City Commission mulls Sunshine Law suit

 

City Commission mulls Sunshine Law suit

 

Date: October 25, 2013
by: David Conway | News Editor

 
 

 

At a special meeting today, the City Commission — with the help of four lawyers — dissected aspects of a lawsuit regarding a possible Sunshine Law violation, the sixth such case brought against the city by the same group.

A lawsuit, filed by the nonprofit group Citizens for Sunshine, alleges that an Oct. 10 meeting between downtown merchants and city officials violated the state’s Government-in-the-Sunshine Law. The meeting, attended by Commissioners Suzanne Atwell and Susan Chapman, was held at a downtown restaurant to discuss homelessness issues, with the conversation allegedly covering the topic of the placement of a homeless shelter for Sarasota County.

Citizens for Sunshine alleged the presence of more than one commissioner at the meeting, along with the discussion of a topic the City Commission could eventually vote on, meant advance notice needed to be given that the meeting was being held. City Attorney Robert Fournier said there was one major question at the heart of the lawsuit.

"When is the city legally required by the Sunshine Law to give public notice in advance of a meeting at which two or more of the city commissioners are expected to be present?" Fournier said.

The prevailing sentiment from the defendants’ attorneys — Fournier and two lawyers hired by the city to defend Atwell and Chapman, who were named individually as defendants — was that the case was, at the very least, not a cut-and-dry sunshine violation.

Fournier said he thought there were several elements to consider. The Sunshine Law, he said, was designed to open up the discussions that were part of the deliberative process of a public body. In his interpretation, for something to qualify as a discussion, two or more members of that body would need to actively partake in that discussion themselves.

What Citizens for Sunshine is arguing, Fournier said, is that the presence of the commissioners at the meeting is enough to qualify as a discussion that would need to be held in the sunshine. To qualify, the city would have had to provide advance notice and keep minutes.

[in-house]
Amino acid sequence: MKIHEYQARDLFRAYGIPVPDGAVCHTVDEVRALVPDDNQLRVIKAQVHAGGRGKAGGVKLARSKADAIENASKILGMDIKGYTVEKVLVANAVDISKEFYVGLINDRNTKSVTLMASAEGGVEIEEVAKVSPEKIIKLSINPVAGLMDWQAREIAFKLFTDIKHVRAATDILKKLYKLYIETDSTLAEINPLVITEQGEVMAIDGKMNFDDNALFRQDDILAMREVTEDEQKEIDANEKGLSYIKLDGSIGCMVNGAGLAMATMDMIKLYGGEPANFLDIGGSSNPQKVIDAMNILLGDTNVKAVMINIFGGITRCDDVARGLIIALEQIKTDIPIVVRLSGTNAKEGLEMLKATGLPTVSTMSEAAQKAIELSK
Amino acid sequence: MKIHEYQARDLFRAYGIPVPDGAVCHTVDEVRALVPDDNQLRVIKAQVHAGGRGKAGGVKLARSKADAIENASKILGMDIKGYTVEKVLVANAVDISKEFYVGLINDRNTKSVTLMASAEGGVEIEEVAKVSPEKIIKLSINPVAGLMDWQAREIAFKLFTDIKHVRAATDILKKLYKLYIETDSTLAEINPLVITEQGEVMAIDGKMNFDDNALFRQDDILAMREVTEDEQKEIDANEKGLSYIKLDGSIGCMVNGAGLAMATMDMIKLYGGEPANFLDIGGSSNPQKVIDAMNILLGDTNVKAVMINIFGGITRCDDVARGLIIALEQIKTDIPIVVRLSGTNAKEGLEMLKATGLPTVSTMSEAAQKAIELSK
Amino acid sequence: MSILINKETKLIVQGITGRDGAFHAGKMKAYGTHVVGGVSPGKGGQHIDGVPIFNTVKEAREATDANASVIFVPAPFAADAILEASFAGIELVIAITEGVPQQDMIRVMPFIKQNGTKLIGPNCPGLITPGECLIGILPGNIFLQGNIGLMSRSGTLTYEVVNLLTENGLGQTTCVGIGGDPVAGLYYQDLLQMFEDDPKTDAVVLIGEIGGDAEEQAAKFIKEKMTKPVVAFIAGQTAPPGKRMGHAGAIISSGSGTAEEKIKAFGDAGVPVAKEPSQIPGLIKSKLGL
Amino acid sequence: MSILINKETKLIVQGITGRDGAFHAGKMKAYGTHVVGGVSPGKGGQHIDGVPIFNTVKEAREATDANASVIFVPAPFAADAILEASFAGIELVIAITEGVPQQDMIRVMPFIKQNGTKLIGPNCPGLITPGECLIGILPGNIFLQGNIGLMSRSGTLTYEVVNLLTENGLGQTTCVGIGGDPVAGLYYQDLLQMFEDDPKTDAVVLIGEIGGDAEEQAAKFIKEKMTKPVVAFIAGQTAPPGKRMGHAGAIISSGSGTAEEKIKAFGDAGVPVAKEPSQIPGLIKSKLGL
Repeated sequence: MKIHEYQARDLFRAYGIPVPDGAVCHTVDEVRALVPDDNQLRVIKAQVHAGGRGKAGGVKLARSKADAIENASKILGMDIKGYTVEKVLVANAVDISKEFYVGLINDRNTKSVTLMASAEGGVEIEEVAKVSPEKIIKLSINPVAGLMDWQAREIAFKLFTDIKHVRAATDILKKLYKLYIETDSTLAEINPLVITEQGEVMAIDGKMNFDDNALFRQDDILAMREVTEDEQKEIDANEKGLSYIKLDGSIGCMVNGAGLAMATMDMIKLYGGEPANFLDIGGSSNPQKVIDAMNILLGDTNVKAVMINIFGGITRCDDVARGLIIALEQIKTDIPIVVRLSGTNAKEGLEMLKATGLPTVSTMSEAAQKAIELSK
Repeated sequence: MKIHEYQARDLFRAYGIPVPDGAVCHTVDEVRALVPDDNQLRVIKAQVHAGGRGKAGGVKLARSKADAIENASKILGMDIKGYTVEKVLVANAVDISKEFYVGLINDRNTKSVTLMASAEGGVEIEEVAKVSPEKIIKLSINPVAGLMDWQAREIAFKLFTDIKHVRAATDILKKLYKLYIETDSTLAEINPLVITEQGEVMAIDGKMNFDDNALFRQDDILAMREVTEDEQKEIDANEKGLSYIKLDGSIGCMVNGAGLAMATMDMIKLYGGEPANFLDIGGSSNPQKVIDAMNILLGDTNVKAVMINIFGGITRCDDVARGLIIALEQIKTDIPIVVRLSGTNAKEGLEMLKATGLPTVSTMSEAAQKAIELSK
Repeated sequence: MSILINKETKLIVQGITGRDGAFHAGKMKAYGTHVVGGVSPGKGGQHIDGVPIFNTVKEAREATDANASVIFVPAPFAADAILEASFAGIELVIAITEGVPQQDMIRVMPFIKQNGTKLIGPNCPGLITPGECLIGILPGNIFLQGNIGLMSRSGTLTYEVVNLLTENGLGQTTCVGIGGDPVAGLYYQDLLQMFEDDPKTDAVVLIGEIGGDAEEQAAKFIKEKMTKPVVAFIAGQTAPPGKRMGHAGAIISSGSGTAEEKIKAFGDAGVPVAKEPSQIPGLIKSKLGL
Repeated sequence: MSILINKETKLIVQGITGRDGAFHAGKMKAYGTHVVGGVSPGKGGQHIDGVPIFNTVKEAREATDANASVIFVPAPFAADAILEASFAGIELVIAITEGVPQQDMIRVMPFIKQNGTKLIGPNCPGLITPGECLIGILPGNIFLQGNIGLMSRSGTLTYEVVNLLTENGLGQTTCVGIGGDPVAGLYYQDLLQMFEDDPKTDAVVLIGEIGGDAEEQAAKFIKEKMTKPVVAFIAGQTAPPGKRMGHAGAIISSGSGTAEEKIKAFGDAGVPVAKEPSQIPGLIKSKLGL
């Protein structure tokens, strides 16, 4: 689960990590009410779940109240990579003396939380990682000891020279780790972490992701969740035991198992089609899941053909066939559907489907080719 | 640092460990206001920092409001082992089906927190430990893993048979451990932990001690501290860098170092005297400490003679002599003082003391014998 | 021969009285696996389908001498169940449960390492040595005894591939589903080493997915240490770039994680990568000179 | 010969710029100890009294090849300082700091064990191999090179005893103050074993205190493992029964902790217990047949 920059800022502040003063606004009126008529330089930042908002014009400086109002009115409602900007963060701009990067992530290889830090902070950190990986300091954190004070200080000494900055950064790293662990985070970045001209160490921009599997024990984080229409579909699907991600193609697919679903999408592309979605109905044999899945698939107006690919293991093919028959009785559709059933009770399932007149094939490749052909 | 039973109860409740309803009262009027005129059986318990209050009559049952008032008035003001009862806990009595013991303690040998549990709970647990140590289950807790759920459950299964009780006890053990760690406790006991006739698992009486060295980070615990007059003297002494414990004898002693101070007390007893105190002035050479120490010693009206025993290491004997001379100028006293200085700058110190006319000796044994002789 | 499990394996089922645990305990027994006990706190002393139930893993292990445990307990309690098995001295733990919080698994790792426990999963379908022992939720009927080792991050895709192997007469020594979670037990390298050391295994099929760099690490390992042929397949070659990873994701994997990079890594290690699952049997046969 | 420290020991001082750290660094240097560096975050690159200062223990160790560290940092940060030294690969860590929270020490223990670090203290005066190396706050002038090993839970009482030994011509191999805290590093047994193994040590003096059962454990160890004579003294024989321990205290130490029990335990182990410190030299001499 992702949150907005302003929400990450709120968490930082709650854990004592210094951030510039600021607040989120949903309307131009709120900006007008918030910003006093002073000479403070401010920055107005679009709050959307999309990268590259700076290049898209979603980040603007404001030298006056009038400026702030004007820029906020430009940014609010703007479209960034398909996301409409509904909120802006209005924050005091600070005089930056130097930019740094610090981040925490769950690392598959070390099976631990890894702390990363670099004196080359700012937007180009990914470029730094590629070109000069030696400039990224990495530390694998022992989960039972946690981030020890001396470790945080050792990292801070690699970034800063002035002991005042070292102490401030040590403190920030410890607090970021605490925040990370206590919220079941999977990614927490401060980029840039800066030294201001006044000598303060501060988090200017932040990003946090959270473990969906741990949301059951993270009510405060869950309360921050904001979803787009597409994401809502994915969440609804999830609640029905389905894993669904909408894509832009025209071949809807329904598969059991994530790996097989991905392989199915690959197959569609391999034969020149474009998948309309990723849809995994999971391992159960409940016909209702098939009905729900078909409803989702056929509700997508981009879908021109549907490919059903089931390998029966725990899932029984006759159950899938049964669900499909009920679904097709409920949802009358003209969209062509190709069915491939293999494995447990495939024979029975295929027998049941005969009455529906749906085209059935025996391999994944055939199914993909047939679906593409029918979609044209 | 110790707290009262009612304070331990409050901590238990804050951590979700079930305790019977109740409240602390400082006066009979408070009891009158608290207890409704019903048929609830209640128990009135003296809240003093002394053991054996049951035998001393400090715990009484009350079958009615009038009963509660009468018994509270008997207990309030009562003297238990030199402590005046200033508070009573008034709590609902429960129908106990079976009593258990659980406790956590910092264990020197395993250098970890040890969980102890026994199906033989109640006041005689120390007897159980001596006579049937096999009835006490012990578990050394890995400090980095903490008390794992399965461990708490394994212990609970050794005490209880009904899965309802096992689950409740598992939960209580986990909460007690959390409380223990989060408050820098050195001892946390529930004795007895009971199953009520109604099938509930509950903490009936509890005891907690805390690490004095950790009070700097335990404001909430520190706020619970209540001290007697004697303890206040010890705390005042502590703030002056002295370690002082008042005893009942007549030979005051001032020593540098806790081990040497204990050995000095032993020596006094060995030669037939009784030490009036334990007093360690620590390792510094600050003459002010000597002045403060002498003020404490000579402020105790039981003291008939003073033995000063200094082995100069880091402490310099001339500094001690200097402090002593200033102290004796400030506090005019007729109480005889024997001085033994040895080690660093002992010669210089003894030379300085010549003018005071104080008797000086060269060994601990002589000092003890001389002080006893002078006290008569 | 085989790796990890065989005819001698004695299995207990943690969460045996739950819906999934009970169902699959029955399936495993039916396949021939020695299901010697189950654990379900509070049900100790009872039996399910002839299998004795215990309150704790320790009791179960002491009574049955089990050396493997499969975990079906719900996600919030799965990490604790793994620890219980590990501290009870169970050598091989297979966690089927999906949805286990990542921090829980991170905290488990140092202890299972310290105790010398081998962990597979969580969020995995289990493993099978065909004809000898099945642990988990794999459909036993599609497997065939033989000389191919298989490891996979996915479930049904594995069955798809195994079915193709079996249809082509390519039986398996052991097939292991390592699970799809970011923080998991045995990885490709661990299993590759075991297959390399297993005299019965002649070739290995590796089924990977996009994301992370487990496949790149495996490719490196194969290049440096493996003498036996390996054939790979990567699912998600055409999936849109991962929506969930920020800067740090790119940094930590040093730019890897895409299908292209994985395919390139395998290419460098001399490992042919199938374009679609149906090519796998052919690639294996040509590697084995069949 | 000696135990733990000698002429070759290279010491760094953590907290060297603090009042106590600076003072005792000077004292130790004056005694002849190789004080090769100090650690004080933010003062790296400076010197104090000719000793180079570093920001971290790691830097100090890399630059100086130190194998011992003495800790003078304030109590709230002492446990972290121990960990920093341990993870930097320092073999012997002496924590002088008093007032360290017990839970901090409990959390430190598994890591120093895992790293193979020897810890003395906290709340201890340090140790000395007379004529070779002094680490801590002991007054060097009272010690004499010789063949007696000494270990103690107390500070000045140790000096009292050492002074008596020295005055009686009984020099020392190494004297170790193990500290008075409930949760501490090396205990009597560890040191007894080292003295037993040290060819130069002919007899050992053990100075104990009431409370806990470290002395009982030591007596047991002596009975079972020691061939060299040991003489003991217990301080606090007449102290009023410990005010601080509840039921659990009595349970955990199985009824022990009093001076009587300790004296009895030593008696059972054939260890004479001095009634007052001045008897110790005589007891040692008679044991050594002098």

Fournier said Citizens for Sunshine cited previous rulings to support their argument, but that the facts in those cases wouldn’t necessarily make the findings applicable to the current suit.

“I believe they want to extend the holdings in those cases, rather than apply them,” Fournier said. “If I can’t feel safe in saying to the commissioners, ‘You’re good if you don’t say anything,’ it opens up this can of worms.”

Fournier also said there was a question about whether it was reasonably foreseeable that the topics discussed would eventually come before the city commission for action. According to minutes of the meeting in question, City Manager Tom Barwin brought up the placement of a homeless shelter, which Fournier said was problematic.

"When you are at a gathering where two or more commissioners are present, that has not been noticed to the public, you don't start talking about something that the commissioners are going to be voting on," Fournier said. "That's a problem."

Still, based on the invitation — which only referred to, more vaguely, "transient issues" — he argued it wasn't necessarily a meeting that required advance public notice.

Citizens for Sunshine made the city a settlement offer last Monday, but said the offer was only good for seven days. Fournier recommended they go past that deadline, since he wasn’t comfortable with several of the conditions of the settlement agreement. One such provision would require Atwell and Chapman to cover 50% of the plaintiff’s legal fees.

All of the commissioners but one agreed with that advice, and a “shade meeting” will be held in the near future to discuss the case outside of a public forum. Only Mayor Shannon Snyder objected, arguing the city should settle as quickly as possible, since that would cost the taxpayers the least amount of money.

Fournier said he could see if the plaintiff was willing to submit a different settlement offer, he could eventually make a counterproposal or the city could argue against the case in court. He felt the city would have a legitimate argument, should they decide to pursue the latter option.

Contact David Conway at dconway@yourobserver.com.

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Currently 1 Response

  • 1.
  • How refreshing to read an article with a factual account about another law suit from Citizen's for Sunshine without the free advertising ever present in the Herald Tribune for the lawyer and paralegal who are always involved.
  •  
  • Dale Orlando
    Tue 29th Oct 2013
    at 7:41am
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